There is no national screening programme for prostate cancer because we don’t have a reliable enough test to use. Research has shown that the current tests don't reduce the number of men dying from prostate cancer. Research is going on to find a new test.

What is screening?

Screening means testing people for early stages of a disease. This is before they have any symptoms. For screening to be useful the tests:

  • need to be reliable at picking up cancers
  • overall must do more good than harm to people taking part
  • must be something that people are willing to do

Screening tests are not perfect and have some risks. The screening programme should also be good value for money for the NHS.

PSA blood test

PSA is a protein produced by both normal and cancerous prostate cells. It's normal for all men to have some PSA in their blood. A high level of PSA can be a sign of cancer. But a high PSA can also be because of other conditions that aren't cancer, or due to infection.

A PSA test on its own doesn't normally diagnose prostate cancer. Men over 50 can ask their doctor for a prostate specific antigen (PSA) blood test. The PSA test can be unreliable. Your GP will discuss the risk and benefits with you. 

Research into prostate cancer screening

Many prostate cancers grow very slowly and don’t cause men any problems in their lifetime. Overall, evidence from trials of prostate screening has shown that prostate cancer screening does not reduce the number of men dying from prostate cancer.

The Cancer Research UK CAP trial looked at whether a single PSA blood test would reduce the number of men dying of prostate cancer. This was a large UK study with over 400,000 men between the ages of 50 and 69 taking part. Around half the men were offered a PSA blood test the other half weren't. 

The results in early 2018 showed that the number of men dying from prostate cancer was the same in both groups. This was after 10 years of follow up. The researchers say that this trial doesn’t support PSA testing as a screening test for prostate cancer. They say we need more research to find a better screening test.

This supports what the 2013 Cochrane review found. This looked at screening research from a number of trials and concluded that prostate cancer screening did not reduce the number of men dying from prostate cancer. 

Research looking at doing more than one test doesn’t show that this would help either. Increasing the number of tests could increase the level of harms such as diagnosing those cancers that wouldn’t cause any harm (overdiagnosis). Many men have side effects from treatment and the risks of routine PSA screening outweigh the benefits.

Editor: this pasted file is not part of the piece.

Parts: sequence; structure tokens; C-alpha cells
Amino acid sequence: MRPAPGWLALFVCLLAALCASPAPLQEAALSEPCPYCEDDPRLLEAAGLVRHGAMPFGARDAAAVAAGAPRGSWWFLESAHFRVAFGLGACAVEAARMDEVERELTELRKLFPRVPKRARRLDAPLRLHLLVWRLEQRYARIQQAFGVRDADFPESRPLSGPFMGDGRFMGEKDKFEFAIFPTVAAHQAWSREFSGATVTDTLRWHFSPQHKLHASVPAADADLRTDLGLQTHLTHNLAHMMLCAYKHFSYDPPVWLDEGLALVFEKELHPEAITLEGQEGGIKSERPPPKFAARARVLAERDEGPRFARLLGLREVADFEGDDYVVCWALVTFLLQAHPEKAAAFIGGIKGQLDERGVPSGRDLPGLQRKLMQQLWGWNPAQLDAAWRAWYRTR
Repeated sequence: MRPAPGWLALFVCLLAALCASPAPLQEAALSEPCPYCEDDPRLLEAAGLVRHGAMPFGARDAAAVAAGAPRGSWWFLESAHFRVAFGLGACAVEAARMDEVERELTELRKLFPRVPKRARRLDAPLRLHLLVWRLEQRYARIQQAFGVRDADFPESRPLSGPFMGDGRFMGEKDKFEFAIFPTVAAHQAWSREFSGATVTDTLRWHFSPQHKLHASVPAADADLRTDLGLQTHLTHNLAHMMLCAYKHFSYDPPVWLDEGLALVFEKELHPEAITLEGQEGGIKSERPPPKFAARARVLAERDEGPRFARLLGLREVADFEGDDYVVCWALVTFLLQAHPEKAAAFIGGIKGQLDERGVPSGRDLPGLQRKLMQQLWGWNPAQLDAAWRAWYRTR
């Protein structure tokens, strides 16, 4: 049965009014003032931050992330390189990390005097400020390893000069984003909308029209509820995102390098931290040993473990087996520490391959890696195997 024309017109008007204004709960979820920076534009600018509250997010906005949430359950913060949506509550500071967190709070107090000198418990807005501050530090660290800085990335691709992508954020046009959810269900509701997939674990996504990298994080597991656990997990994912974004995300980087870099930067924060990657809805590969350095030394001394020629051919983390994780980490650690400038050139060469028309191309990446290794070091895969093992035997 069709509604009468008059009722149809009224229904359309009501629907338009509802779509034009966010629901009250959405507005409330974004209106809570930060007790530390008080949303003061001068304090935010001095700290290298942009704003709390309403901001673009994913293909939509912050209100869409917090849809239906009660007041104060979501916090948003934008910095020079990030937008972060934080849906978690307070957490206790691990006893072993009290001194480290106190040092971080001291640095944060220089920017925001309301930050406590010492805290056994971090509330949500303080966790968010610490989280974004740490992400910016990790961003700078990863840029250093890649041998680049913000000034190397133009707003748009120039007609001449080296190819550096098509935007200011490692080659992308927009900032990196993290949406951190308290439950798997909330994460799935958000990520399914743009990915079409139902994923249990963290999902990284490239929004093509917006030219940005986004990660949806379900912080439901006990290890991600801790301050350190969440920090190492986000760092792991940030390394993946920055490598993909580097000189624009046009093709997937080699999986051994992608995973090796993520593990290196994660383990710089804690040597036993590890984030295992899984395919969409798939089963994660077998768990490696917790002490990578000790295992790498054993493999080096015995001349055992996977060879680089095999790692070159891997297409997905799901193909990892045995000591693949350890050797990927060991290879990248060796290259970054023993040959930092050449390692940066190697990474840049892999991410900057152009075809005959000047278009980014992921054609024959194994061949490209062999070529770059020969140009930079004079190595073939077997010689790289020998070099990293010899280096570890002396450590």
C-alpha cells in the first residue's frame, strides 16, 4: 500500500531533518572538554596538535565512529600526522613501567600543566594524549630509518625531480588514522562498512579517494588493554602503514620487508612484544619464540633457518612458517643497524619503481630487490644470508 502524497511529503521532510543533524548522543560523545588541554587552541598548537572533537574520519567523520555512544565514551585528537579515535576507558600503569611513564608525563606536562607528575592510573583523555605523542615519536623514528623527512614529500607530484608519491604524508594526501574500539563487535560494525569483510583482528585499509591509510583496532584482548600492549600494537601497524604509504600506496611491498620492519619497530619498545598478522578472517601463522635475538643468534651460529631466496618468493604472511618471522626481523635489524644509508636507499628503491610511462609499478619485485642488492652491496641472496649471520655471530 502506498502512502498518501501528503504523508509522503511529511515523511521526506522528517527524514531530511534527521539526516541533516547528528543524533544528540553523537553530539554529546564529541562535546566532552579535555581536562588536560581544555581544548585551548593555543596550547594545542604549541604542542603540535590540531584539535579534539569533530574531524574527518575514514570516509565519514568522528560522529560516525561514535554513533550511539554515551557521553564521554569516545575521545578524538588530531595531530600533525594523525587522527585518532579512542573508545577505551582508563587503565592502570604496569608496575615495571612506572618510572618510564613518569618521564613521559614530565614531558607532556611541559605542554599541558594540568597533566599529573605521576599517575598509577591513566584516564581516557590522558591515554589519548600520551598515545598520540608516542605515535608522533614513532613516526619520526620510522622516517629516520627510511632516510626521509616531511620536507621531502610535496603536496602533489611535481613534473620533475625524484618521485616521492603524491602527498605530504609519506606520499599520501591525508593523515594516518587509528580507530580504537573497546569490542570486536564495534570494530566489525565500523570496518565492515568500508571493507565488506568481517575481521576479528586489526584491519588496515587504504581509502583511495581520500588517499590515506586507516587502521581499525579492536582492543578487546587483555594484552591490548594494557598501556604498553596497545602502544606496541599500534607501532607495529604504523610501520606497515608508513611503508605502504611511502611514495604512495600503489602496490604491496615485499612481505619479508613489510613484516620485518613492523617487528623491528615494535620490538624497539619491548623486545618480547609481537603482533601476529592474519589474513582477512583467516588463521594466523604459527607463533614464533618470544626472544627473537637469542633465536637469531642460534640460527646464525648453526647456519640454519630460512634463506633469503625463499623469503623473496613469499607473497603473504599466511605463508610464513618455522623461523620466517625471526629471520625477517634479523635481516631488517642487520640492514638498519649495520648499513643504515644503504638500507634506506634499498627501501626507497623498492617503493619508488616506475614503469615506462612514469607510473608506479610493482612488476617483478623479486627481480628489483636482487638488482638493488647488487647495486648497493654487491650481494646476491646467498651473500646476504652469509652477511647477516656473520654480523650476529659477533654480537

Men at higher risk of prostate cancer

Some men are at higher risk of prostate cancer than others. These are:

  • black men
  • men who have a family history of prostate cancer

The risk of prostate cancer also increases as men get older.

The evidence so far doesn’t suggest that routinely screening these men would help prevent deaths from prostate cancer. In fact, it might lead to men having treatment for prostate cancer even though that cancer wouldn’t have caused any problems or symptoms.

What to do if you have symptoms

Talk to your GP if you're worried about symptoms or have noticed any unusual or persistent changes. 

Last reviewed: 
31 May 2019
Next review due: 
31 May 2022
  • Screening for prostate cancer 2013
    Cochrane Database of Systematic Reviews 
    D Ilic, MM Neuberger, M Djulbegovic, P Dahm

  • Effect of a low-intensity PSA-based screening intervention on prostate cancer mortality: the CAP randomized clinical trial 
    Richard M Martin PhD and others
    JAMA, 2018. Volume 319, Pages 883-895

  • Mortality Results from a Randomized Prostate-Cancer Screening Trial
    GL Andriole and others
    The New England Journal of Medicine, 2009. Vol 360, Issue 13

  • Randomised prostate cancer screening trial: 20 year follow-up
    G Sandblom and others
    British Medical Journal, 2011. Vol 342, Issue 1539

  • Prostate cancer risk management programme (PCRMP): benefits and risks of PSA testing
    Public Health England, 2016

  • Screening and prostate cancer mortality: results of the European Randomised Study of Screening for Prostate Cancer (ERSPC) at 13 years of follow-up
    FH Schroder and others
    The Lancet, 2014. Vol 384, Issue 9959

  • UK National Screening Committee prostate cancer screening recommendation
    UK National Screening Committee, 2014

Related links